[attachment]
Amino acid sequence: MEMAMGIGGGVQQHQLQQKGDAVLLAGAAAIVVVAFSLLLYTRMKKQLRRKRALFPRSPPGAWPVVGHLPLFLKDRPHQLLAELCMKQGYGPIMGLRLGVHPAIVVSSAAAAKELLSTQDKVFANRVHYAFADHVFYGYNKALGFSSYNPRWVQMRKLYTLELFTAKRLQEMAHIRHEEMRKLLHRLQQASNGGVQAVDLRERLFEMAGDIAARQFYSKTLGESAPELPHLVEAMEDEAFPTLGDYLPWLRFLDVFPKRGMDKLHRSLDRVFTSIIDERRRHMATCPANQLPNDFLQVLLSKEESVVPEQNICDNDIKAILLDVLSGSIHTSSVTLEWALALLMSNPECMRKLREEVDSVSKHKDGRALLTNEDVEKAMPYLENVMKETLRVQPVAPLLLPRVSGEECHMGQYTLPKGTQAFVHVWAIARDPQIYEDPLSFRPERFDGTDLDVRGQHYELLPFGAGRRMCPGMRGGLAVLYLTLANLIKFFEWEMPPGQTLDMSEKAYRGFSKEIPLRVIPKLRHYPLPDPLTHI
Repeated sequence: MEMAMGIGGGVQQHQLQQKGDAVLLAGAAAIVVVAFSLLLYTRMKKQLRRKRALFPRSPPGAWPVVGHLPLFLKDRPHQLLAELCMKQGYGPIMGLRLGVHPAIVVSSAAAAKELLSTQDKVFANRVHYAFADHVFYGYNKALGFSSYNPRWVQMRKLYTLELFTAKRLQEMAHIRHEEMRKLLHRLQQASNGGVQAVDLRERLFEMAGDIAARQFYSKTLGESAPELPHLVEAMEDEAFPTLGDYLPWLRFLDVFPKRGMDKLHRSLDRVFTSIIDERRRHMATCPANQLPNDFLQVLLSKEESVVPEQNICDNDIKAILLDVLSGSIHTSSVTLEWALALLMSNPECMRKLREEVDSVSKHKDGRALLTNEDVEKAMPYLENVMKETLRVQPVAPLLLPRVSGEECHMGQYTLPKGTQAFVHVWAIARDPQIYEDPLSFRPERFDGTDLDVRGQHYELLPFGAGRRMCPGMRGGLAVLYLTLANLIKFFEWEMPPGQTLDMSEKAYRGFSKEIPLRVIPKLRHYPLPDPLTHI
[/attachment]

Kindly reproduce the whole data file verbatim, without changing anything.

Amino acid sequence: MEMAMGIGGGVQQHQLQQKGDAVLLAGAAAIVVVAFSLLLYTRMKKQLRRKRALFPRSPPGAWPVVGHLPLFLKDRPHQLLAELCMKQGYGPIMGLRLGVHPAIVVSSAAAAKELLSTQDKVFANRVHYAFADHVFYGYNKALGFSSYNPRWVQMRKLYTLELFTAKRLQEMAHIRHEEMRKLLHRLQQASNGGVQAVDLRERLFEMAGDIAARQFYSKTLGESAPELPHLVEAMEDEAFPTLGDYLPWLRFLDVFPKRGMDKLHRSLDRVFTSIIDERRRHMATCPANQLPNDFLQVLLSKEESVVPEQNICDNDIKAILLDVLSGSIHTSSVTLEWALALLMSNPECMRKLREEVDSVSKHKDGRALLTNEDVEKAMPYLENVMKETLRVQPVAPLLLPRVSGEECHMGQYTLPKGTQAFVHVWAIARDPQIYEDPLSFRPERFDGTDLDVRGQHYELLPFGAGRRMCPGMRGGLAVLYLTLANLIKFFEWEMPPGQTLDMSEKAYRGFSKEIPLRVIPKLRHYPLPDPLTHI
Repeated sequence: MEMAMGIGGGVQQHQLQQKGDAVLLAGAAAIVVVAFSLLLYTRMKKQLRRKRALFPRSPPGAWPVVGHLPLFLKDRPHQLLAELCMKQGYGPIMGLRLGVHPAIVVSSAAAAKELLSTQDKVFANRVHYAFADHVFYGYNKALGFSSYNPRWVQMRKLYTLELFTAKRLQEMAHIRHEEMRKLLHRLQQASNGGVQAVDLRERLFEMAGDIAARQFYSKTLGESAPELPHLVEAMEDEAFPTLGDYLPWLRFLDVFPKRGMDKLHRSLDRVFTSIIDERRRHMATCPANQLPNDFLQVLLSKEESVVPEQNICDNDIKAILLDVLSGSIHTSSVTLEWALALLMSNPECMRKLREEVDSVSKHKDGRALLTNEDVEKAMPYLENVMKETLRVQPVAPLLLPRVSGEECHMGQYTLPKGTQAFVHVWAIARDPQIYEDPLSFRPERFDGTDLDVRGQHYELLPFGAGRRMCPGMRGGLAVLYLTLANLIKFFEWEMPPGQTLDMSEKAYRGFSKEIPLRVIPKLRHYPLPDPLTHI